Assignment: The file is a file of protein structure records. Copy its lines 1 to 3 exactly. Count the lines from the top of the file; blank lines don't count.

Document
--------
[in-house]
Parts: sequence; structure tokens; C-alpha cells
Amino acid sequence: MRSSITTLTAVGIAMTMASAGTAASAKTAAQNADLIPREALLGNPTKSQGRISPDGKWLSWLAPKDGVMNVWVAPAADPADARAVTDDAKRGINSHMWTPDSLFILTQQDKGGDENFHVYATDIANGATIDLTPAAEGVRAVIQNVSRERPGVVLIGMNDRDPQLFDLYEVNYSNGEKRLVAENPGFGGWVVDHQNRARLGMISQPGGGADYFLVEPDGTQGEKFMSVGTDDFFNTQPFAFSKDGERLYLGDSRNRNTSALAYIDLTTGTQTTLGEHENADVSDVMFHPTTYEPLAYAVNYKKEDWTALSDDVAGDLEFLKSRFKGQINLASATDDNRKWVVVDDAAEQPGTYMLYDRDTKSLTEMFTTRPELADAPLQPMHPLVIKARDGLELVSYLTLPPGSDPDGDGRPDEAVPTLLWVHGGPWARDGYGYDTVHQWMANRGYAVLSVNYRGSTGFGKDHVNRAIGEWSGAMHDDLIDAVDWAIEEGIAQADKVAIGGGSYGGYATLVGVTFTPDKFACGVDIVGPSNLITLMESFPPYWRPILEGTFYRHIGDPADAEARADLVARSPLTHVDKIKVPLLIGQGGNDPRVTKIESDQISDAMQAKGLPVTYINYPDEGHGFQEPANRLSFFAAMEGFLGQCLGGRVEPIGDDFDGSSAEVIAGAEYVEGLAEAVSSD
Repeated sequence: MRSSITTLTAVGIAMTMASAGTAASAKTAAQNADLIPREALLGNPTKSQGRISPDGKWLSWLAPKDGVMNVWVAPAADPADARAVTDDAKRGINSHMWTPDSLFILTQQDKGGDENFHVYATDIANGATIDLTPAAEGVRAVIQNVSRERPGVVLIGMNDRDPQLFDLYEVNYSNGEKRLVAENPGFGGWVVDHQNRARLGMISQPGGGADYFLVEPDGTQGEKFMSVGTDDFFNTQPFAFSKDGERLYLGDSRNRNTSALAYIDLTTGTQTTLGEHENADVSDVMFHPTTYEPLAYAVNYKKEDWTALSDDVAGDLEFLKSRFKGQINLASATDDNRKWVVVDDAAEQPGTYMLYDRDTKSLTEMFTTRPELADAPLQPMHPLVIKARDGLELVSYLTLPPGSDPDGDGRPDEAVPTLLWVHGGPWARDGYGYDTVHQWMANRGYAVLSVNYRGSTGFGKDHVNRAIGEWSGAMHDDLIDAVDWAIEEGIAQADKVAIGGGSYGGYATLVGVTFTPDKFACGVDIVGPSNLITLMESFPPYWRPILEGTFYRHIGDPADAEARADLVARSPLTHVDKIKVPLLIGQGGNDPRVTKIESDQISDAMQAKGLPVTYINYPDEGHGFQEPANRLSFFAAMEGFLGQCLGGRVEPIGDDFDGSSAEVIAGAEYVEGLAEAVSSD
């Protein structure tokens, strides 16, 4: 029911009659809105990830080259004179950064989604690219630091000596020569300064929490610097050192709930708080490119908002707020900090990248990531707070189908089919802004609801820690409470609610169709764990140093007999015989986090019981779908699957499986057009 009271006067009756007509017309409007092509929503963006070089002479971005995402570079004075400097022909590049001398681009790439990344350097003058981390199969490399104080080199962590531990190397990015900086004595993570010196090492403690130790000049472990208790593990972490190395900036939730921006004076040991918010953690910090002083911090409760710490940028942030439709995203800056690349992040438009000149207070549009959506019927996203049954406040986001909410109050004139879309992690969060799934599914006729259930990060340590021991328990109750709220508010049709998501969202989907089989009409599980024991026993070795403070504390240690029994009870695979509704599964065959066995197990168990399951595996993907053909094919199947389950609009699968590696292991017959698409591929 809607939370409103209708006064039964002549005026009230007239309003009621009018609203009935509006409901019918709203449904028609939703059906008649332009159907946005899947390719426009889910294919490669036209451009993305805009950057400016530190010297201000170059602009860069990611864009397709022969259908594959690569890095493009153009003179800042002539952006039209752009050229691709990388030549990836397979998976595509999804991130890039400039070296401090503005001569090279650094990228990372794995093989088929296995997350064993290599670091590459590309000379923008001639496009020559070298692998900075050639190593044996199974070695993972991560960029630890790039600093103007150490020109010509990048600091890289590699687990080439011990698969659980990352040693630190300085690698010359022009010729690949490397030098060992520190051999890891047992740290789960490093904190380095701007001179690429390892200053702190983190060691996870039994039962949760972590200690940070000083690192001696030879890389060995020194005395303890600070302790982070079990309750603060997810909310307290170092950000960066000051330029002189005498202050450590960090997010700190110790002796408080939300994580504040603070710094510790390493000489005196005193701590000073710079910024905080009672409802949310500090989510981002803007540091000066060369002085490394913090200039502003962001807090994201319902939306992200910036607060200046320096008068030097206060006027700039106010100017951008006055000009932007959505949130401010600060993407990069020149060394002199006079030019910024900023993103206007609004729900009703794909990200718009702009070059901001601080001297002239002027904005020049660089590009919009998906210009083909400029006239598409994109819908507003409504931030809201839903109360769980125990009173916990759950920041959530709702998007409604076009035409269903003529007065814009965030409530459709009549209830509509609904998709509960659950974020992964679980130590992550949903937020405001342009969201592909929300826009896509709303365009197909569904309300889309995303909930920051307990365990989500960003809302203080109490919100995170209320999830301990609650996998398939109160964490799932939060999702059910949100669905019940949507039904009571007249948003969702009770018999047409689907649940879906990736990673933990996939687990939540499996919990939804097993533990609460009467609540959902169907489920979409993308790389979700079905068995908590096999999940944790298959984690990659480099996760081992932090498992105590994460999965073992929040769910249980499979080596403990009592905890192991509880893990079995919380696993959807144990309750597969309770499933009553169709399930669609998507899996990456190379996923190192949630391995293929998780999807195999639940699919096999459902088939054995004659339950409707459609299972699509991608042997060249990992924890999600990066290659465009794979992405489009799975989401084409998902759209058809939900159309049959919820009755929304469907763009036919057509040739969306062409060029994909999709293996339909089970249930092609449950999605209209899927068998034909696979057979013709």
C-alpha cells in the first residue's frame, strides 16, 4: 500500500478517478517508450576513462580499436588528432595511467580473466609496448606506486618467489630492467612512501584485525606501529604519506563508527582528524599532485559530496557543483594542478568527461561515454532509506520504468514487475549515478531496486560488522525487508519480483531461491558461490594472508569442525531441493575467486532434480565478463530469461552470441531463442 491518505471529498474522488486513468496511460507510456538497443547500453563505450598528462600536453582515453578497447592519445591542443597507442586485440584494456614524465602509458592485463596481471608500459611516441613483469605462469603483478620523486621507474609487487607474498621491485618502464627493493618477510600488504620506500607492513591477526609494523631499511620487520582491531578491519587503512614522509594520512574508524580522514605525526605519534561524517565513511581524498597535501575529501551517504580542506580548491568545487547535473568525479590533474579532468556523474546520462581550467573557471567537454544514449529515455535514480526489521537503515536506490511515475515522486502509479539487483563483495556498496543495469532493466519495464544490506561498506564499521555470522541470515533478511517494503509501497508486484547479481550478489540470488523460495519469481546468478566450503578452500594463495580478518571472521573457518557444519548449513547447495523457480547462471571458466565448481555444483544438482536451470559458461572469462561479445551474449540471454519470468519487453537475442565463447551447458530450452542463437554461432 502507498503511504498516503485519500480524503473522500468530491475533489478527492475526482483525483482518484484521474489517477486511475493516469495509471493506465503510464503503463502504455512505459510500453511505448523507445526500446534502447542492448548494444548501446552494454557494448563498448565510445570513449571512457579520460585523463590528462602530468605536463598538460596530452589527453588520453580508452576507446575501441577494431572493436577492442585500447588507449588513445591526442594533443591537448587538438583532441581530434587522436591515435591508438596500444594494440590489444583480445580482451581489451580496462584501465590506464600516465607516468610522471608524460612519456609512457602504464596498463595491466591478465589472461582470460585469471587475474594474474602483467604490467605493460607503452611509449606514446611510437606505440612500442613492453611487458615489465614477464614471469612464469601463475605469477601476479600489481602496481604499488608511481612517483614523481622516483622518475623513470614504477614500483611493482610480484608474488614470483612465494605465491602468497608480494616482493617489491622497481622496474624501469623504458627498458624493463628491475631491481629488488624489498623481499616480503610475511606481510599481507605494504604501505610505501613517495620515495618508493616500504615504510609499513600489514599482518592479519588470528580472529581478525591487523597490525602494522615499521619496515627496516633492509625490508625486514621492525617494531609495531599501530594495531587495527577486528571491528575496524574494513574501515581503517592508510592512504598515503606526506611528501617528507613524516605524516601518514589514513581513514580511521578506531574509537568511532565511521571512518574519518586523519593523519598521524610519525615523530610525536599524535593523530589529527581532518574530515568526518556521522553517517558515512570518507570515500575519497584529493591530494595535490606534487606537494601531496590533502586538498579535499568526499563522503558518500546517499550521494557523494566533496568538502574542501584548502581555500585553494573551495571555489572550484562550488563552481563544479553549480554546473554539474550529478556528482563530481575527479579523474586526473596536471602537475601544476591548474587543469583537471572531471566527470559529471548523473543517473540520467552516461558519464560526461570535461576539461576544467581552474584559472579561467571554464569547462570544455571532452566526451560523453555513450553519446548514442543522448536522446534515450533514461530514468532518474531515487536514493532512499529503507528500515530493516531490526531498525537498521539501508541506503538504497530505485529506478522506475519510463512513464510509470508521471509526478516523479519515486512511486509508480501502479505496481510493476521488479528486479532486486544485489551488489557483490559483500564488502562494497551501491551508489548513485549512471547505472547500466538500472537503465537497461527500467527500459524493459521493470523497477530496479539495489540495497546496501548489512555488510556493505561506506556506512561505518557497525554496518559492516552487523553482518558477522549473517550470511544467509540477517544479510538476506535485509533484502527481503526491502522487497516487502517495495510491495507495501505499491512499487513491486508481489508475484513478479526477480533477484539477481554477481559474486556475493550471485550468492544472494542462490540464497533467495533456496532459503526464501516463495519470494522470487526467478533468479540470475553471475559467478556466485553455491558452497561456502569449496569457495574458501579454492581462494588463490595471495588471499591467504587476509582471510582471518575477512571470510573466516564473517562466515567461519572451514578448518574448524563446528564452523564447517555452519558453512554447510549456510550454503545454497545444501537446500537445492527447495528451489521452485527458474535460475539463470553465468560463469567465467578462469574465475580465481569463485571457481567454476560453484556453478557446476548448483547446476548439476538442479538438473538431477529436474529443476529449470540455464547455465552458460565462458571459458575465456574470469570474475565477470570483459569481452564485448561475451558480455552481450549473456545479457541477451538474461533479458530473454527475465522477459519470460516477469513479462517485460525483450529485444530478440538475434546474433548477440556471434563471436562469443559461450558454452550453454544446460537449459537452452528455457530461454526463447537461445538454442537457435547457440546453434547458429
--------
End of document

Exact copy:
[in-house]
Parts: sequence; structure tokens; C-alpha cells
Amino acid sequence: MRSSITTLTAVGIAMTMASAGTAASAKTAAQNADLIPREALLGNPTKSQGRISPDGKWLSWLAPKDGVMNVWVAPAADPADARAVTDDAKRGINSHMWTPDSLFILTQQDKGGDENFHVYATDIANGATIDLTPAAEGVRAVIQNVSRERPGVVLIGMNDRDPQLFDLYEVNYSNGEKRLVAENPGFGGWVVDHQNRARLGMISQPGGGADYFLVEPDGTQGEKFMSVGTDDFFNTQPFAFSKDGERLYLGDSRNRNTSALAYIDLTTGTQTTLGEHENADVSDVMFHPTTYEPLAYAVNYKKEDWTALSDDVAGDLEFLKSRFKGQINLASATDDNRKWVVVDDAAEQPGTYMLYDRDTKSLTEMFTTRPELADAPLQPMHPLVIKARDGLELVSYLTLPPGSDPDGDGRPDEAVPTLLWVHGGPWARDGYGYDTVHQWMANRGYAVLSVNYRGSTGFGKDHVNRAIGEWSGAMHDDLIDAVDWAIEEGIAQADKVAIGGGSYGGYATLVGVTFTPDKFACGVDIVGPSNLITLMESFPPYWRPILEGTFYRHIGDPADAEARADLVARSPLTHVDKIKVPLLIGQGGNDPRVTKIESDQISDAMQAKGLPVTYINYPDEGHGFQEPANRLSFFAAMEGFLGQCLGGRVEPIGDDFDGSSAEVIAGAEYVEGLAEAVSSD